And yet, as we consider those animals, they themselves suddenly tilt us into an entirely different understanding of “O Magnum Mysterium”. The hymn celebrates the radiant sign of the Incarnate Christ not through the witness of grateful shepherds or the glory of the angelic host, but rather that of beasts of burden, who see, in place of their food, a human child. In the scene set by the “O Magnum Mysterium,” the very animals themselves are given the foresight for what those beholding the joy of the birth of Christ may not yet fully grasp: that the Word has become flesh to be given as the sustenance for the world. The Incarnate Christ who is laid in a feeding trough for animals will in time give himself as the meal laid upon the communion table. This is the sacrament which the animals in the “O Magnum Mysterium” teach us to recognize. The hymn sees in the nativity the first unfurling petal of the flower of Christ’s paschal offering of himself, the flower which continues to open up into more lustrous bloom in each instance that we participate in that great Sacrament.

    And the animals teach us something further as well. Through their creaturely eyes, beholding the glory of the human Christ, we grasp the cosmic dimensions of the Incarnation. The Word becoming flesh is something which speaks not only to the salvation of humankind, but to the whole of the created world. The great Eastern Orthodox priest Alexander Schmemann grasps this in a potent way in describing humans as those who were to be priests of the world, to sanctify creation and offer it back to God in praise. And when we failed in our vocation, Christ returned creation to that final end for which it was intended: “He is the Eucharist of the world. In and through this Eucharist the whole creation becomes what it always was to be and yet failed to be.” In the eyes of common barnyard animals we see reflected the glory of what creation longs to be, and which, in Christ, it will be someday.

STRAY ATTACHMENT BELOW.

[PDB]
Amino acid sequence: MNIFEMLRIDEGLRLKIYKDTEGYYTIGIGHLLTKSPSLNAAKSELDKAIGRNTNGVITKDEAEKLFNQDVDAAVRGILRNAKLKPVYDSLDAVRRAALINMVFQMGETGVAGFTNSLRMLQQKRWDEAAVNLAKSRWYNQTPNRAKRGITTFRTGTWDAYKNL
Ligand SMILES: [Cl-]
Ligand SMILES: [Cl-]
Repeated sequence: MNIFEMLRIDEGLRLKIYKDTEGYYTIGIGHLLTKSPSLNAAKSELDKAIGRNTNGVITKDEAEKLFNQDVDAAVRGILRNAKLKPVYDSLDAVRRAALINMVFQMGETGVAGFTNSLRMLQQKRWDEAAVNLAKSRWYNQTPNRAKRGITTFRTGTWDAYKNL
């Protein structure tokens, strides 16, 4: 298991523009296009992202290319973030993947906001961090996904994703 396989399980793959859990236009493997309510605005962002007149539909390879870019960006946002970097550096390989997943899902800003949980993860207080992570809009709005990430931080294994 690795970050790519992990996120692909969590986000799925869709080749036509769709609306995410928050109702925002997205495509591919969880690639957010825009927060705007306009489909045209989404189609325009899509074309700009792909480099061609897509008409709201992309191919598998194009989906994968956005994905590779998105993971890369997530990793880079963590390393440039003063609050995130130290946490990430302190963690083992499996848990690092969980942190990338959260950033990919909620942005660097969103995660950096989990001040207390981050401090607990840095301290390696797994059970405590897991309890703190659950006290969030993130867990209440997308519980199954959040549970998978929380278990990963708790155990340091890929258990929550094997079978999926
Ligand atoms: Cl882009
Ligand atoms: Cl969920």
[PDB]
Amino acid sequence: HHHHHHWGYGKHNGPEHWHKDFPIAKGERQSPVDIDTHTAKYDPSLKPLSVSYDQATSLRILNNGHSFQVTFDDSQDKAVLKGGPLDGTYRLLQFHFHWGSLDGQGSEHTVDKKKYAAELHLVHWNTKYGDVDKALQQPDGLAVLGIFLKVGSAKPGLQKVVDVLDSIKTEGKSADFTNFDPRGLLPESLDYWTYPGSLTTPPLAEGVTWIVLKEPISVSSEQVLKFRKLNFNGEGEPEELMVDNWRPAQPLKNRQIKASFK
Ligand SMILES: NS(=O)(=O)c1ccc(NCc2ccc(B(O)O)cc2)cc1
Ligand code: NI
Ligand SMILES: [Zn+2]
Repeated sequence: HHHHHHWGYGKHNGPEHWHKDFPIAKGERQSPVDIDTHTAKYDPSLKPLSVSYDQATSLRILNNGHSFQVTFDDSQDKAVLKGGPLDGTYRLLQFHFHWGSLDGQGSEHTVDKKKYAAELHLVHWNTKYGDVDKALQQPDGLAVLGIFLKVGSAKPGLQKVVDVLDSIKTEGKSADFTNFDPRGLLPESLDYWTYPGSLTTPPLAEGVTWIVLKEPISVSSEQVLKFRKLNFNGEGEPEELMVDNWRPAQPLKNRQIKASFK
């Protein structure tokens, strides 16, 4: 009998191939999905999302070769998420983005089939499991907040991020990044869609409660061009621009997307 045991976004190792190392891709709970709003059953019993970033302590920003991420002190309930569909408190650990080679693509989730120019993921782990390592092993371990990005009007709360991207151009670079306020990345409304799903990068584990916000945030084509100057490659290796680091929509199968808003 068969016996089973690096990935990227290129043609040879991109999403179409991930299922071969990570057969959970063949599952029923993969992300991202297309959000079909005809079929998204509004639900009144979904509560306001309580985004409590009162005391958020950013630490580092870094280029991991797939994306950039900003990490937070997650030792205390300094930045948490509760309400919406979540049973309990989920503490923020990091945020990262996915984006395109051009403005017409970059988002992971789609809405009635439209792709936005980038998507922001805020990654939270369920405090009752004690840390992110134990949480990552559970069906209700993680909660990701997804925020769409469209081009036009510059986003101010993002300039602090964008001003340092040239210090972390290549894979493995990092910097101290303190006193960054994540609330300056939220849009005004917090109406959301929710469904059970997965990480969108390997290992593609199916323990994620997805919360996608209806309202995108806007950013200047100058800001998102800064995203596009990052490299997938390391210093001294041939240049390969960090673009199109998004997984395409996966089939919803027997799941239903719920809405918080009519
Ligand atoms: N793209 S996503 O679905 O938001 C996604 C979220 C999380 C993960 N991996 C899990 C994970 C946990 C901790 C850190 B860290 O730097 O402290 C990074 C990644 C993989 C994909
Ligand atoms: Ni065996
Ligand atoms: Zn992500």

Finally, in and through this Eucharistic foreshadowing, our vision is expanded to see, in the not-so-far distance, the cross, the ultimate end which the Incarnation anticipates. For it was this purpose for which Christ came, the man born to die so that all may live in him. Even before the suffering of the cross, Christianity has always understood God’s Incarnation as an act of kenosis, a stepping out of the glory proper to God and sacrificially assuming the humility of human flesh. In this way, the Incarnation already foresees Christ’s complete offering of himself upon the cross; the two events are inextricably linked. In its signification of the Eucharistic Christ, the hymn reveals to us as the observers what the Christian East calls the “bright sadness,” the strange and terrible beauty of the sorrow that leads to the final joy. Indeed, the “O Magnum Mysterium” reveals to us how this child has come to wound our own cold and shut hearts, to pierce them open and fill them with his presence.